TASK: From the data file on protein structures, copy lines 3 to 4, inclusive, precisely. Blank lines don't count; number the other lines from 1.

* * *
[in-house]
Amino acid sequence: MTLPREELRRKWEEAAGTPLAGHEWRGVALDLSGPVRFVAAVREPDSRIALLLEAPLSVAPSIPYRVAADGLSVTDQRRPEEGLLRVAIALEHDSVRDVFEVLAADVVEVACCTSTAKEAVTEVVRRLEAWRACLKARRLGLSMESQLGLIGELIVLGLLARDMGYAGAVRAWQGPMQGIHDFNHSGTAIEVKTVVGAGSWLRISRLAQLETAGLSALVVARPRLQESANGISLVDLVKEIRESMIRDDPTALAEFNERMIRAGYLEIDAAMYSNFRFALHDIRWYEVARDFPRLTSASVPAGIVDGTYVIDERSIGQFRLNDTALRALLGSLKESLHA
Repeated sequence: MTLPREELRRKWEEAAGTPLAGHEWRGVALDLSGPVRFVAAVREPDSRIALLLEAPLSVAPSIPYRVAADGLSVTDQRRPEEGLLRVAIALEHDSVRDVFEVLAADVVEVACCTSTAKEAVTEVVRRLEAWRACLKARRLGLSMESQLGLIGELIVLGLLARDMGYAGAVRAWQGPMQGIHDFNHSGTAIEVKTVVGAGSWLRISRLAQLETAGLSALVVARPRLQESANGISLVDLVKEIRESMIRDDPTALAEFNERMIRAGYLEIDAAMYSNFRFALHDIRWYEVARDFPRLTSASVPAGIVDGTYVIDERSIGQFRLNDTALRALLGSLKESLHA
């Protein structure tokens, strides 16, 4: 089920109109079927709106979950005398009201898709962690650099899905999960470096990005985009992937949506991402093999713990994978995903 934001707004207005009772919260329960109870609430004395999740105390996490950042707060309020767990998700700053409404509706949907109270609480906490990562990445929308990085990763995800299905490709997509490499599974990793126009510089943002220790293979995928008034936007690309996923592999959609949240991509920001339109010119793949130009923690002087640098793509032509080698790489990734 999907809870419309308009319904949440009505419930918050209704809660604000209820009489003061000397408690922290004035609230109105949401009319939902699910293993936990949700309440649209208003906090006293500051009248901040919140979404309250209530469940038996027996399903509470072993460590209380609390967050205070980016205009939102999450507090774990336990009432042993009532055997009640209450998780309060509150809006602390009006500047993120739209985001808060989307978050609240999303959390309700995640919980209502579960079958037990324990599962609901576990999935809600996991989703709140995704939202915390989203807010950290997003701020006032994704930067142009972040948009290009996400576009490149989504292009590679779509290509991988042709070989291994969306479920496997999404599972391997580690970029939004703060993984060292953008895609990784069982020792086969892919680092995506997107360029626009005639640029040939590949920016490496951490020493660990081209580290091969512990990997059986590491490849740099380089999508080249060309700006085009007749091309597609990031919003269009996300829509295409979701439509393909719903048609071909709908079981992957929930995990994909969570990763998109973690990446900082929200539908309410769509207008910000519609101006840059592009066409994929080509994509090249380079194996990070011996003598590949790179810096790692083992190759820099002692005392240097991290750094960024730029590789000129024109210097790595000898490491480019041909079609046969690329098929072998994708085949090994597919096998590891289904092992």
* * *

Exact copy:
Repeated sequence: MTLPREELRRKWEEAAGTPLAGHEWRGVALDLSGPVRFVAAVREPDSRIALLLEAPLSVAPSIPYRVAADGLSVTDQRRPEEGLLRVAIALEHDSVRDVFEVLAADVVEVACCTSTAKEAVTEVVRRLEAWRACLKARRLGLSMESQLGLIGELIVLGLLARDMGYAGAVRAWQGPMQGIHDFNHSGTAIEVKTVVGAGSWLRISRLAQLETAGLSALVVARPRLQESANGISLVDLVKEIRESMIRDDPTALAEFNERMIRAGYLEIDAAMYSNFRFALHDIRWYEVARDFPRLTSASVPAGIVDGTYVIDERSIGQFRLNDTALRALLGSLKESLHA
């Protein structure tokens, strides 16, 4: 089920109109079927709106979950005398009201898709962690650099899905999960470096990005985009992937949506991402093999713990994978995903 934001707004207005009772919260329960109870609430004395999740105390996490950042707060309020767990998700700053409404509706949907109270609480906490990562990445929308990085990763995800299905490709997509490499599974990793126009510089943002220790293979995928008034936007690309996923592999959609949240991509920001339109010119793949130009923690002087640098793509032509080698790489990734 999907809870419309308009319904949440009505419930918050209704809660604000209820009489003061000397408690922290004035609230109105949401009319939902699910293993936990949700309440649209208003906090006293500051009248901040919140979404309250209530469940038996027996399903509470072993460590209380609390967050205070980016205009939102999450507090774990336990009432042993009532055997009640209450998780309060509150809006602390009006500047993120739209985001808060989307978050609240999303959390309700995640919980209502579960079958037990324990599962609901576990999935809600996991989703709140995704939202915390989203807010950290997003701020006032994704930067142009972040948009290009996400576009490149989504292009590679779509290509991988042709070989291994969306479920496997999404599972391997580690970029939004703060993984060292953008895609990784069982020792086969892919680092995506997107360029626009005639640029040939590949920016490496951490020493660990081209580290091969512990990997059986590491490849740099380089999508080249060309700006085009007749091309597609990031919003269009996300829509295409979701439509393909719903048609071909709908079981992957929930995990994909969570990763998109973690990446900082929200539908309410769509207008910000519609101006840059592009066409994929080509994509090249380079194996990070011996003598590949790179810096790692083992190759820099002692005392240097991290750094960024730029590789000129024109210097790595000898490491480019041909079609046969690329098929072998994708085949090994597919096998590891289904092992």